UNITED STATES DISTRICT COURT FOR THE DISTRICT OF COLUMBIA
July 21, 2005
JOHN DOE, A MINOR, THROUGH NEXT FRIEND, BOB DOE, PLAINTIFF,
THE DISTRICT OF COLUMBIA ET AL., DEFENDANTS.
The opinion of the court was delivered by: John M. Facciola United States Magistrate Judge
This case was referred to me by Judge Kessler to resolve all discovery disputes. Currently pending and ready for resolution is Defendant's Motion to Order John Doe to Submit to an Independent Medical Examination ("Def.'s Mot.") [#173]. For the reasons stated herein, it is, hereby, ORDERED that the motion is GRANTED.
I. FACTUAL BACKGROUND
Plaintiff John Doe, a minor child, alleges, through his next friend Bob Doe, that he was physically and sexually abused while in the care and control of the District of Columbia, in violation of defendant's duties under the United States Constitution, federal law, and District of Columbia law. In particular, plaintiff brings claims of negligence and of civil rights violations under the Fifth Amendment and 42 U.S.C. § 1983. Plaintiff claims that he suffered and continues to suffer physical, emotional, and mental pain, suffering, and anguish due to the negligence of the District of Columbia and its agents. Complaint at ¶¶ 115-123, 125-139, 183- 194. In a separate cause of action related to the instant case, allegations that plaintiff's biological mother and father abused and neglected him are at issue. Def.'s Mot. at 1. Plaintiff has received evaluation and therapy for his emotional suffering allegedly resulting from the parental abuse and neglect incident as well as the incidents of alleged abuse central to this case. Id.
On April 27, 2005, defendant requested production of the minor child for the purposes of conducting a mental examination, to be performed on July 9 and July 22, 2005, by Nicole Alford, PhD, a licensed, clinical forensic psychologist at the Superior Court of the District of Columbia, 409 E Street, NW, Washington, D.C. 20001. Id. at 3. Plaintiff's counsel informed defendant on May 3, 2005 that she would not produce the minor child, necessitating defendant's filing of the instant motion for independent medical examination ("IME") on May 19, 2005. Id. Defendant asserted that plaintiff's complaint by itself placed the minor child's mental condition in controversy and established good cause to have him submitted for IME. Id. at 2. In response, on May 31, 2005, plaintiff filed his Memorandum of Points and Authorities in Support of Plaintiff's Opposition to the District of Columbia's Motion to Order John Doe to Submit to an Independent Medical Examination ("Pl.'s Opp'n"), in which he asserted that defendant failed to show good cause because the information defendant seeks is already available from other sources. Finally, on June 10, 2005, defendant filed Defendant District of Columbia's Reply to Plaintiff's Opposition to Its Motion to Have John Doe to Submit to an Independent Medical Examination ("Def.'s Reply"), in which it reasserted that John Doe's mental condition is in controversy and that good cause exists because the information defendant seeks, namely, the nature and extent of the injuries that resulted from the incidents alleged in this litigation, is not available from other sources.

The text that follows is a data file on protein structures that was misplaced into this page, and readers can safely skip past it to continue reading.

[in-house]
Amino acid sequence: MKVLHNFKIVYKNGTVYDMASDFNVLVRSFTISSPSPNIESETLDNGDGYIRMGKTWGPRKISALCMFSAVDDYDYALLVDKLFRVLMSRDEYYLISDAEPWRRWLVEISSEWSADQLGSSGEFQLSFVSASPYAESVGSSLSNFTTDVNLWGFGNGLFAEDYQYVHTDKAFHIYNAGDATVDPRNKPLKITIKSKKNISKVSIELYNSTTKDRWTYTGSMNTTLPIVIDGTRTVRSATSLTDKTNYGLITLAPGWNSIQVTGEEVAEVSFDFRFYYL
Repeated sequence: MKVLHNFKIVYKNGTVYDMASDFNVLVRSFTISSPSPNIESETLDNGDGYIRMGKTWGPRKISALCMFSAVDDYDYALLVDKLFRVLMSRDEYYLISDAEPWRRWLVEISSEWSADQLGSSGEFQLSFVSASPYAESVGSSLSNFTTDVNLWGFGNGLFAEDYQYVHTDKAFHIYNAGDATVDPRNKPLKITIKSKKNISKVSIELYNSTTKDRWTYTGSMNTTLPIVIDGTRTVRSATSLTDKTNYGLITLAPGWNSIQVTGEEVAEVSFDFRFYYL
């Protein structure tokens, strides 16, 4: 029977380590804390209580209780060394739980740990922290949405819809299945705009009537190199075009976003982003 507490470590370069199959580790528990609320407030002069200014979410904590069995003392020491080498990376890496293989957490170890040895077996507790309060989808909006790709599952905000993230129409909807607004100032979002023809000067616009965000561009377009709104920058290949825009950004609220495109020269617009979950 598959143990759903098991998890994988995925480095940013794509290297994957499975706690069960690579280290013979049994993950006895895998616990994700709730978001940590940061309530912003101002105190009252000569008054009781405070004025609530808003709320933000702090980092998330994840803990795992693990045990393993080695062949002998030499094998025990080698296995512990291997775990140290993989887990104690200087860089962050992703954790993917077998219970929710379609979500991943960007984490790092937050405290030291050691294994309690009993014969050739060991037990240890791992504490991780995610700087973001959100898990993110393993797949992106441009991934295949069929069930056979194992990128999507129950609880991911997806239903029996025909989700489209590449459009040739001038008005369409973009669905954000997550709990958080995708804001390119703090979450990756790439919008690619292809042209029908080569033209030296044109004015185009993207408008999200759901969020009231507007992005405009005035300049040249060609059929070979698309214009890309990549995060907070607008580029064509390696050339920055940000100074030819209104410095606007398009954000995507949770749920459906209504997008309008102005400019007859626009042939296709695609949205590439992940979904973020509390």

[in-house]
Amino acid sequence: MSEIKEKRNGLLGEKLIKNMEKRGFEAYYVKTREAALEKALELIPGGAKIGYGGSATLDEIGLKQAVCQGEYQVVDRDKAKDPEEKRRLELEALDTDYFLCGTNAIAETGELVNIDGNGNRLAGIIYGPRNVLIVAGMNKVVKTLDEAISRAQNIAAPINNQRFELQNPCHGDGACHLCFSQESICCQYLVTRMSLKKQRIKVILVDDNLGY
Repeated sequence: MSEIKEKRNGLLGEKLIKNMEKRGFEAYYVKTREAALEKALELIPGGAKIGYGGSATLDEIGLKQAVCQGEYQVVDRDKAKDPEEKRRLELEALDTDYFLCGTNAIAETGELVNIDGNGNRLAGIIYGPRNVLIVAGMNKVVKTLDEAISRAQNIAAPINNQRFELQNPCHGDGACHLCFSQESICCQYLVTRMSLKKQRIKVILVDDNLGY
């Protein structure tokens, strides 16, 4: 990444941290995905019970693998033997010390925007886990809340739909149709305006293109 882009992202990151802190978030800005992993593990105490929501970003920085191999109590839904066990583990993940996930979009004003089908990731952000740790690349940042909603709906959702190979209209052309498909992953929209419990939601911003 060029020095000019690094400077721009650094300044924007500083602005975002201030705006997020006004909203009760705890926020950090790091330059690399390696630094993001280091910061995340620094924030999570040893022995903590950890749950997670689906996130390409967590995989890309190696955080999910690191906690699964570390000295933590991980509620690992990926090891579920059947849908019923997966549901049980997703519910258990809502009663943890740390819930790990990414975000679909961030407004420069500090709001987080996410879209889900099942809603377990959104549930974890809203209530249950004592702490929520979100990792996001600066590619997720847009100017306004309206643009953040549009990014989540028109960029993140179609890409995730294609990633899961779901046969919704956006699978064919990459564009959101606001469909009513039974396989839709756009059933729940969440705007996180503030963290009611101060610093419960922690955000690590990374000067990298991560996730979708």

Defendant filed this motion for an IME pursuant to Federal Rule of Civil Procedure ("Rule") 35(a).
A. Legal Standard
When moving for an IME under Rule 35(a), the movant must establish that the "mental or physical condition . . . is in controversy" and that there is "good cause" for the motion to be granted and the party to be submitted for an IME. Fed. R. Civ. P. 35(a). "A plaintiff in a negligence action who asserts a mental or physical injury places that mental or physical injury clearly in controversy and provides the defendant with good cause for an examination to determine the existence and extent of such asserted injury." Schlagenhauf v. Holder, 379 U.S. 104, 119 (1964) (citation omitted). In some situations, the pleadings alone may place the condition in controversy. Id.
The standard for "good cause" is not as clear because "what may be good cause for one type of examination may not be so for another." Id. The movant's ability to obtain the desired information by means other than an IME is also relevant to the "good cause" analysis. Id. When the submission of a party to an IME is contested, granting the order to submit to the examination is not a matter of right but is left to the sound discretion of the trial court. Smith v. Koplan, 215 F.R.D. 11, 12 (D.D.C. 2003) (citations omitted).